Illustration: Jessica Paterik

Our Best of #Inktober

We have more talented artists per square inch at Blue Chip than we have cans of LaCroix (and we consume LC by the metric tonne. Lot of dry mouths around here. Both before & after the LC.).

With so many talented artists at our agency, we thought we’d show off seven of our Creative’s #Inktober (31 Days, 31 Drawings) work and learn a bit about what inspired them.

Brittany Thill, Junior Graphic Designer

My inspiration was more or less things I had been thinking about through the day, sort of like visual journal entries. It was a fun way to get my to draw ‘off the cuff’ within the permanent media of ink, which also forced me to be direct and confident in my lines.
See more of Brittany’s work here.

Danielle Cybulski-Hebert, Sr. Resource Manager

I have been in love with fonts for a long time, and hand lettering is something that I’ve wanted to try. Finding joy has been a recent theme in my life, so I tried hand-lettering it in different ways.

Darick Maasen, Designer/Illustrator

I really just tried to stick to a daily inspiration, or in some cases — a frustration. I actually kind of fell off the wagon doing them daily because of another deadlined painting project that came my way, BUT I incorporated ink into that painting process, which was completely a byproduct of having just recently gotten used to it as a medium again.
See more of Darick’s work here and at the Malficium Dark Art Show, November 19th here.

Greg Grucel, Studio Director

I wanted to work with brush and ink, but I was a little intimidated by it—a pen is so much more predictable. It took a while to gain some amount of control over the brush and flow of ink. Working with unpredictability or a mistake is what any creative process is about. I gave myself the limitation of every progressive drawing having an additional eye. It’s kinda creepy, Halloween-y so the theme felt right for the season. I’m hoping to make it to ten drawings to get to a total of 55 eyes.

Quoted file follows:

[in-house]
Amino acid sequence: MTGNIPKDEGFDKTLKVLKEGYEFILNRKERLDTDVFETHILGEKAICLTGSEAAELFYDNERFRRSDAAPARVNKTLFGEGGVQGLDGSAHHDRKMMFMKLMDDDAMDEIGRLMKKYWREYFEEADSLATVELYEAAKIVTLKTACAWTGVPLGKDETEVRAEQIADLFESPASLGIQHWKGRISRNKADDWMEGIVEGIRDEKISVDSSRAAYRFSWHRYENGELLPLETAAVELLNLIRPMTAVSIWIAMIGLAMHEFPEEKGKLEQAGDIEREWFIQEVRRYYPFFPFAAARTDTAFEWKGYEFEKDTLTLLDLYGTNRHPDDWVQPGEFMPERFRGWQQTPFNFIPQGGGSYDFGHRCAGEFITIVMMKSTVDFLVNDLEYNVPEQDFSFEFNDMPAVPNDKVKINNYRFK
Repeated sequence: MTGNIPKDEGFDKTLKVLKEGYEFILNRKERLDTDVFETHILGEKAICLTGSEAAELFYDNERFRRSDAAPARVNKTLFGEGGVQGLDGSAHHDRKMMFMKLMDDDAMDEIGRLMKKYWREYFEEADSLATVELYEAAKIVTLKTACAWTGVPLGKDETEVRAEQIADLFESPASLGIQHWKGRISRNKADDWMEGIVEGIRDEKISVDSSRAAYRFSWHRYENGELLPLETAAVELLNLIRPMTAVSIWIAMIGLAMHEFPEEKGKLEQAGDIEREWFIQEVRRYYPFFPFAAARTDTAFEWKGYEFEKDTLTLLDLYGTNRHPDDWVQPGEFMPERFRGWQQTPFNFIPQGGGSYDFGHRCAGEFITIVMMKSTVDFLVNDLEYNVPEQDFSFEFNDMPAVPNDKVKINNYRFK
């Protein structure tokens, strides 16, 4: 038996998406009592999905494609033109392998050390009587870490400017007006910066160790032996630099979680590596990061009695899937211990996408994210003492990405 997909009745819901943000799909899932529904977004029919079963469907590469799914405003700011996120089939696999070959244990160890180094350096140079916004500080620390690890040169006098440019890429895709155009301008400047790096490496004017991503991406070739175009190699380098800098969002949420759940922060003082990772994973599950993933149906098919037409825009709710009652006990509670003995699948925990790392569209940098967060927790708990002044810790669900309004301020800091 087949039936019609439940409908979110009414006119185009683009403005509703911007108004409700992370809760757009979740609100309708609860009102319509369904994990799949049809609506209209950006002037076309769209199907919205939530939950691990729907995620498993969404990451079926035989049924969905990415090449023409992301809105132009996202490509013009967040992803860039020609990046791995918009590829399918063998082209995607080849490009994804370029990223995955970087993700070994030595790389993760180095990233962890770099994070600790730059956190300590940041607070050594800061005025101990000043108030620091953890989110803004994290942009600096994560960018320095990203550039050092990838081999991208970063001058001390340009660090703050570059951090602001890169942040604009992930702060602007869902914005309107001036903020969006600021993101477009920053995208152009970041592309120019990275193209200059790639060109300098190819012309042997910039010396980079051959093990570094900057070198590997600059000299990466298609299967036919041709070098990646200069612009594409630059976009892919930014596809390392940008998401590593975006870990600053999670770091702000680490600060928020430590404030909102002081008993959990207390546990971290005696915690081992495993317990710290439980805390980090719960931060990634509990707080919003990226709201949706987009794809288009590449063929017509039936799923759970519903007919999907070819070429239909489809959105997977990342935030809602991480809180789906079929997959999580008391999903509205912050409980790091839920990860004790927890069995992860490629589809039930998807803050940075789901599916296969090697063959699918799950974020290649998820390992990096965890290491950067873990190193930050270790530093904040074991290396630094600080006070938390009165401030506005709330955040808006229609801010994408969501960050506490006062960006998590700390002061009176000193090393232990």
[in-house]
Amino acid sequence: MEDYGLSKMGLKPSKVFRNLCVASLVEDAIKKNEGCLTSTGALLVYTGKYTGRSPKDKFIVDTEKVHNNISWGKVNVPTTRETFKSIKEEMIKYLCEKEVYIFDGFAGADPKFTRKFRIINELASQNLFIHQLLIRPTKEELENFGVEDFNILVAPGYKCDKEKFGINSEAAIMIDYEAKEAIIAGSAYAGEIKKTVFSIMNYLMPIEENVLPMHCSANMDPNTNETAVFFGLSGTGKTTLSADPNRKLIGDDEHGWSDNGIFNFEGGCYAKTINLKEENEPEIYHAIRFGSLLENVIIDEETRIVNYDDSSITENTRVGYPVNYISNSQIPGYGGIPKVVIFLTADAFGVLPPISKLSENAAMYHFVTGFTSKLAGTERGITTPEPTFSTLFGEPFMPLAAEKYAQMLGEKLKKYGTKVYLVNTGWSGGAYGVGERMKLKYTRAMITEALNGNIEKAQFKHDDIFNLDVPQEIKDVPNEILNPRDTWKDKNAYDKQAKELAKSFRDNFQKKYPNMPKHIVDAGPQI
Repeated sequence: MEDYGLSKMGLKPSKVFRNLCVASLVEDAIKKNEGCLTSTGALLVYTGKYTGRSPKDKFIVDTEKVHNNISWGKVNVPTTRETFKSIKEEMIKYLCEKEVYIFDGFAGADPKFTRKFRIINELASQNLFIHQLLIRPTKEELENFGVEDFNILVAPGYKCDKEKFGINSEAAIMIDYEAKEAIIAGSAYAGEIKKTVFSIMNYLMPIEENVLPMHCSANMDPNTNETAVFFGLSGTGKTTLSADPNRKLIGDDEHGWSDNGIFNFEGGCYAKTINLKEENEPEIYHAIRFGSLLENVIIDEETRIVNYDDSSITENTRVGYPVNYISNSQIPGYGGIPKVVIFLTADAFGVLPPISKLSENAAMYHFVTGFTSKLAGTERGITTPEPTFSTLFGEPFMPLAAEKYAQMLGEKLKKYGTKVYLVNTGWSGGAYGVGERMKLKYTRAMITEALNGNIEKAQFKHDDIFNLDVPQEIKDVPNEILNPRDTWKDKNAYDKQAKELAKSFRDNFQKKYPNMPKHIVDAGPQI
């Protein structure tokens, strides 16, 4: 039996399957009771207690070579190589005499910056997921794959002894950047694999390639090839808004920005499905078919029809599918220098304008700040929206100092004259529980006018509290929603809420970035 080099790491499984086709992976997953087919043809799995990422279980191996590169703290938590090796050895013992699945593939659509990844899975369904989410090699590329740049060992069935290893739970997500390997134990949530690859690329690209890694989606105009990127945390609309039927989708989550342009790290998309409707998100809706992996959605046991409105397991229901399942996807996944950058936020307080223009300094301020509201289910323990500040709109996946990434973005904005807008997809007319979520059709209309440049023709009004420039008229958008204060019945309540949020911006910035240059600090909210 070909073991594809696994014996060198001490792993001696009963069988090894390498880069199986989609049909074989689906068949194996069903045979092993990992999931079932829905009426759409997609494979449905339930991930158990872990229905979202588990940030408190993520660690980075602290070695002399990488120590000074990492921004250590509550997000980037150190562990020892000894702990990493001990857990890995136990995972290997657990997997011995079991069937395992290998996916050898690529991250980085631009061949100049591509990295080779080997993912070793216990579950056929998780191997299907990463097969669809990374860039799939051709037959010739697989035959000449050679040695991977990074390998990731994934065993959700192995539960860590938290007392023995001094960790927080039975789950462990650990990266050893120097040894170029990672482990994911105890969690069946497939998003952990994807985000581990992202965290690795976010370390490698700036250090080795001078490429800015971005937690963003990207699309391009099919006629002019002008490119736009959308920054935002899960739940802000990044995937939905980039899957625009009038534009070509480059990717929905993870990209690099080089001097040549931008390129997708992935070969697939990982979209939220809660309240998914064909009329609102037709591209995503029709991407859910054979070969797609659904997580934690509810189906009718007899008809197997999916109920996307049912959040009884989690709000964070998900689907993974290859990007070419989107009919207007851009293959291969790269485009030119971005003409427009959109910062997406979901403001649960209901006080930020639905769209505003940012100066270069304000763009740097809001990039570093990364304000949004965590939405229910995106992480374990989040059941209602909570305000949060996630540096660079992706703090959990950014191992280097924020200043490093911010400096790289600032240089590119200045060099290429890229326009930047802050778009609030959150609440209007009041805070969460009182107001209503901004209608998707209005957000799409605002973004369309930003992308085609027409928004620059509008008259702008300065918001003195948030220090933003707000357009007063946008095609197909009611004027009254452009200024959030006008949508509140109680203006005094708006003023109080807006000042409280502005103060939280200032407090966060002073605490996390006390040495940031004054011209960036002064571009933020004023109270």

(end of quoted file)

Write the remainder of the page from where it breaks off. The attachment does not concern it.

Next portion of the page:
See more of Greg’s work here.

Jessica Paterik, Art Director

Thought #Inktober could be a good way to get in the habit of drawing more. I also wanted to have fun and not worry about the outcome — sometimes it’s easy to get caught up in “Capital A” Art vs just having fun in the creative process. My markers from college ran out of ink, so I bought some new ones and had to re-learn how to use them.
See more of Jessica’s work here.

Neil Paracuelles, Associate Studio Director

I initially started submitting to #Inktober as a way to get my kids interested in drawing, and to help me be more disciplined about picking up a pen and sketching regularly again. A lot of my inspiration is taken from the nostalgia of cartoons, comics, old monster movies and TV shows. What did I learn? I learned that I am even lazier than I thought, but that if I actually put some effort into something, I can create nice things.
See more of Neil’s work here.

Rena Prizant, Sr. Copywriter

I’ve never participated in anything like this before, and I’ve never shared my sketches publicly. Searching the daily inspiration word online helped me to expand how I initially thought of the word itself. #Inktober has really broadened my capabilities and forced me to explore new styles and techniques of drawing.
See more of Rena’s work here.